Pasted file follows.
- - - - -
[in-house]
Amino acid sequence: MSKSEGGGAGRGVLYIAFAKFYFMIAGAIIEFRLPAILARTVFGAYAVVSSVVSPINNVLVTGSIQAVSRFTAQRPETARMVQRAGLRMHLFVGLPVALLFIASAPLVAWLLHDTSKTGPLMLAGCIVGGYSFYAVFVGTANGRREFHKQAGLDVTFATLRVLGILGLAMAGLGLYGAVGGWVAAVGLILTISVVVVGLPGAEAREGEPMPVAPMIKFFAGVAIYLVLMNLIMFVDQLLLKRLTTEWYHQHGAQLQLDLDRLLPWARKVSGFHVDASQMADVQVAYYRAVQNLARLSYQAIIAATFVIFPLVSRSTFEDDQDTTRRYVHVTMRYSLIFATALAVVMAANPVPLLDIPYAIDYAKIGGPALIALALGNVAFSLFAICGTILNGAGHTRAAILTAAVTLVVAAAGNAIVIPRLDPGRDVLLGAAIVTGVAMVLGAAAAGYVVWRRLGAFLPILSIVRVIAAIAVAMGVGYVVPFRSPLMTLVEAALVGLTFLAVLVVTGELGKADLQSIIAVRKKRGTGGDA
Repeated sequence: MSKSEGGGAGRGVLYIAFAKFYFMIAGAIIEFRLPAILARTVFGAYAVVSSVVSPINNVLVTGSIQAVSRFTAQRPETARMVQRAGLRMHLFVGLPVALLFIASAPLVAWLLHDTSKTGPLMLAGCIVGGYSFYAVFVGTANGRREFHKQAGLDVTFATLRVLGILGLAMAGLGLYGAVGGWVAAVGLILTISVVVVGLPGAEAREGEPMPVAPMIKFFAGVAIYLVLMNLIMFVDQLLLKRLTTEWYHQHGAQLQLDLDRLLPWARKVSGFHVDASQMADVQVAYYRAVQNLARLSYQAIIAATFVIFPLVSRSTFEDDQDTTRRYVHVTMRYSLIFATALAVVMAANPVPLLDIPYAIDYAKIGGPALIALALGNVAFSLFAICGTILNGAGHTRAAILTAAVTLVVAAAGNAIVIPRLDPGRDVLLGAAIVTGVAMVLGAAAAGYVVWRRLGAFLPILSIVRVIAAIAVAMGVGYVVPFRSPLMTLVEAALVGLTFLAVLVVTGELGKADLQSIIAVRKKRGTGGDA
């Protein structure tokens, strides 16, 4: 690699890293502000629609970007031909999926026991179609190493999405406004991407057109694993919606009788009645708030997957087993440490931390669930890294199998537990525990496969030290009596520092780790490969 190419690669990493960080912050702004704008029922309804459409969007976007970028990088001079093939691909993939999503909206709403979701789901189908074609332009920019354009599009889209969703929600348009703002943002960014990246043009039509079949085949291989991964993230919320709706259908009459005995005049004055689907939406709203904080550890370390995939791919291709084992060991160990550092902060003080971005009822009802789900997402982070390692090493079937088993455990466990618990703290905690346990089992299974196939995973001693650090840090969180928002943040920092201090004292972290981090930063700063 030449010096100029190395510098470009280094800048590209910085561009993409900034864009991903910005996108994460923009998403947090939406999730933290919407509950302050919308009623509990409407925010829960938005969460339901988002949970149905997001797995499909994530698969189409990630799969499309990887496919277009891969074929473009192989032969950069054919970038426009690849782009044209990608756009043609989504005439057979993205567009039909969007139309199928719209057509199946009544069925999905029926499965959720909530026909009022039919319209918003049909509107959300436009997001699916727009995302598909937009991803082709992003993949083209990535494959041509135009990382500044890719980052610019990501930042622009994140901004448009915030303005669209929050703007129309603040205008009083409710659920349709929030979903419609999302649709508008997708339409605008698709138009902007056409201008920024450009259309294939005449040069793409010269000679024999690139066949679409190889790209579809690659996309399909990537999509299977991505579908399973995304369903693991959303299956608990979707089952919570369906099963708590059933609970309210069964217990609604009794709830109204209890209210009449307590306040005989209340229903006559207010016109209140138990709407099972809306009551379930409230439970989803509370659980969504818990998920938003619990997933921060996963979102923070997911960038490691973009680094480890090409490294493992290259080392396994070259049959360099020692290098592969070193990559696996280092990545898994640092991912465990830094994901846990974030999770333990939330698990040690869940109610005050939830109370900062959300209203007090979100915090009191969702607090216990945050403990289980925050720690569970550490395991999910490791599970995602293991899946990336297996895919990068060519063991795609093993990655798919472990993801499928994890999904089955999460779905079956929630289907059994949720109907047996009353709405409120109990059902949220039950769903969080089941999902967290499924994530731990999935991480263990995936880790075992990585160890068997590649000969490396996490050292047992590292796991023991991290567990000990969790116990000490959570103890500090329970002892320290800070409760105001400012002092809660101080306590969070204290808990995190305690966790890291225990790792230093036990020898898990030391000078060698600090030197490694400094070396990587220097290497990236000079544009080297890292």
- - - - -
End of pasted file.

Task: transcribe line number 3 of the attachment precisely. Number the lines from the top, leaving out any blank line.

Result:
Repeated sequence: MSKSEGGGAGRGVLYIAFAKFYFMIAGAIIEFRLPAILARTVFGAYAVVSSVVSPINNVLVTGSIQAVSRFTAQRPETARMVQRAGLRMHLFVGLPVALLFIASAPLVAWLLHDTSKTGPLMLAGCIVGGYSFYAVFVGTANGRREFHKQAGLDVTFATLRVLGILGLAMAGLGLYGAVGGWVAAVGLILTISVVVVGLPGAEAREGEPMPVAPMIKFFAGVAIYLVLMNLIMFVDQLLLKRLTTEWYHQHGAQLQLDLDRLLPWARKVSGFHVDASQMADVQVAYYRAVQNLARLSYQAIIAATFVIFPLVSRSTFEDDQDTTRRYVHVTMRYSLIFATALAVVMAANPVPLLDIPYAIDYAKIGGPALIALALGNVAFSLFAICGTILNGAGHTRAAILTAAVTLVVAAAGNAIVIPRLDPGRDVLLGAAIVTGVAMVLGAAAAGYVVWRRLGAFLPILSIVRVIAAIAVAMGVGYVVPFRSPLMTLVEAALVGLTFLAVLVVTGELGKADLQSIIAVRKKRGTGGDA